Thursday, April 9, 2020
Happening Now

Putnam County Studying New Solid Waste Technology

A materials recovery facility could help reduce the amount of waste coming out of the Putnam County transfer station.

The new solid waste technology puts garbage through a drying process and works to sort out valuable recyclables.

County Mayor Randy Porter said the drying process would be key to reducing the amount of garbage the county sends to the Rhea County landfill.

“43-percent of garbage is water, so this drying process will cut that from 43-percent down to 9-percent.” Porter said. “34-percent less tonnage is going to the landfill if you go through this drying process.”

Porter said the new technology turns the dried waste into a light weight product called “fluff”, which can be used for ground cover and other commercial purposes.

In addition to shredding and drying the waste, the technology also uses sensors to sort through recyclable materials. The valuable plastics pulled out through the sorting process could then be sold to potential buyers.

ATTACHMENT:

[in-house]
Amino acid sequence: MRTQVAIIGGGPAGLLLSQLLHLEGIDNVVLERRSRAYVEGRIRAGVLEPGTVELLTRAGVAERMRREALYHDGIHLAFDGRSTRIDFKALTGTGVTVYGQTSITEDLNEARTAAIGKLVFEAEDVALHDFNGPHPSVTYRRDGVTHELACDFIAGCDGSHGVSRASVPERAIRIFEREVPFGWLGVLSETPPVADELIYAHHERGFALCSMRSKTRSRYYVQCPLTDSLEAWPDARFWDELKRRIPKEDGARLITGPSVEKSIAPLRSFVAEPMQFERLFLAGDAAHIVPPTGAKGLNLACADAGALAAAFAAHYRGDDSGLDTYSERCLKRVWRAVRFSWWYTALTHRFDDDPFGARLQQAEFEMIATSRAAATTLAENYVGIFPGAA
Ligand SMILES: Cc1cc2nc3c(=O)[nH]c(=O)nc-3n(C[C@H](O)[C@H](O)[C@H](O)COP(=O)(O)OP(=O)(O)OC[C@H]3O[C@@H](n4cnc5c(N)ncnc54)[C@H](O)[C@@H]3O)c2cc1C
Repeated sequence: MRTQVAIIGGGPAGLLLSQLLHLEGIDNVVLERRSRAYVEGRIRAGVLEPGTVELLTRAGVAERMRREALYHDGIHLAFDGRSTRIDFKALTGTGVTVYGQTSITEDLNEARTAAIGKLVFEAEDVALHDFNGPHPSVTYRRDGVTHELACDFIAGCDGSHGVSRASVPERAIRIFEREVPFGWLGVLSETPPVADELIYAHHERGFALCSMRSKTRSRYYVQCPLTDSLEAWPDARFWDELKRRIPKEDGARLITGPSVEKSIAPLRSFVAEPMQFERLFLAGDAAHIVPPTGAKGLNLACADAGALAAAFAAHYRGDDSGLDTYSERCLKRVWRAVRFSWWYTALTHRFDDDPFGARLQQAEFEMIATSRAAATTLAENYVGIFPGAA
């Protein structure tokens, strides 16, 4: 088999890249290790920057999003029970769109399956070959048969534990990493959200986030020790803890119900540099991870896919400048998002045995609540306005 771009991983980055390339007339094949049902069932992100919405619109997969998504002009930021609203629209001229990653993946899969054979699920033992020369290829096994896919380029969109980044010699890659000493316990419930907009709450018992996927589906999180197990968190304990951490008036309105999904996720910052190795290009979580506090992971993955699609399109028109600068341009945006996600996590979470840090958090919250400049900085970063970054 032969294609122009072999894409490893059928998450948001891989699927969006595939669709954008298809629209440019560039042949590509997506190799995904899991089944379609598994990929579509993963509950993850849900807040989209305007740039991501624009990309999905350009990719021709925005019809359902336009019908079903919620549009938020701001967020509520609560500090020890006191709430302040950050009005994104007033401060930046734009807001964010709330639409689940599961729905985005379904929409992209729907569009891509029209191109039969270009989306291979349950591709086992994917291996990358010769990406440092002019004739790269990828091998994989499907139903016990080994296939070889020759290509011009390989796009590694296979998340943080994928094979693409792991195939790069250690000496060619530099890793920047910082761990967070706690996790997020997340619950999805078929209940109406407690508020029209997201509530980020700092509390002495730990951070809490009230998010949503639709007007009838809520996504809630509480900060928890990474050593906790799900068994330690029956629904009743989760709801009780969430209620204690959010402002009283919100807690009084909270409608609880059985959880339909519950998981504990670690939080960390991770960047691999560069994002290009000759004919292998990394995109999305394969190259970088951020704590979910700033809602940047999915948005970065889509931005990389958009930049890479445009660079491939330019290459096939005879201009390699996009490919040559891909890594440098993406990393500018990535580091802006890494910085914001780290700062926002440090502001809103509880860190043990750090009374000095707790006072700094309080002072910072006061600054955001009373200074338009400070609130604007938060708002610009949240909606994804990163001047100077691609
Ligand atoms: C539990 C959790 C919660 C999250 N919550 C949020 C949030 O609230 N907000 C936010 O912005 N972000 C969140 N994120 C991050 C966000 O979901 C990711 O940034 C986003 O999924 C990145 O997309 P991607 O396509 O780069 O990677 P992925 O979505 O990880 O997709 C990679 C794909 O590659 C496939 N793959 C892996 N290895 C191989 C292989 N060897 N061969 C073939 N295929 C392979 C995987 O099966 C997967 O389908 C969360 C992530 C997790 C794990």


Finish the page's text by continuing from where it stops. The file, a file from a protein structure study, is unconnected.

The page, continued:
“The big thing is what it’s going to do to our recyclables,” Porter said. “Somewhere between 7 and 10 fold we’d increase our recyclables, so if we are currently selling $250,000 we could be up to $2 million.”

Porter said he and other county officials have studied the idea of using the new technology for the past year. He estimates the county could reduce the landfill waste by 30-40-percent, which would save the county about $540,000 a year. Putnam County currently pays $1.8 million to haul waste to Rhea County.

Porter said that number will continue to increase if the county doesn’t find a way to reduce landfill waste.

“When I came into office that was about $1.5 million and over four years we are already up to $1.8,” Porter said. “We’ve got more homes being built, the county is growing, and we’ve become a throw away society.”

Porter said overall savings to the county would be about $2.5 million a year.

“The key to this is the equipment cost. You’re looking at somewhere….[between] 7-9 million dollars to put the equipment in at the solid waste station,” Porter said “but it would pay for itself within four years.”

Porter said he might be asking the county commission to consider utilizing the technology sometime later this year.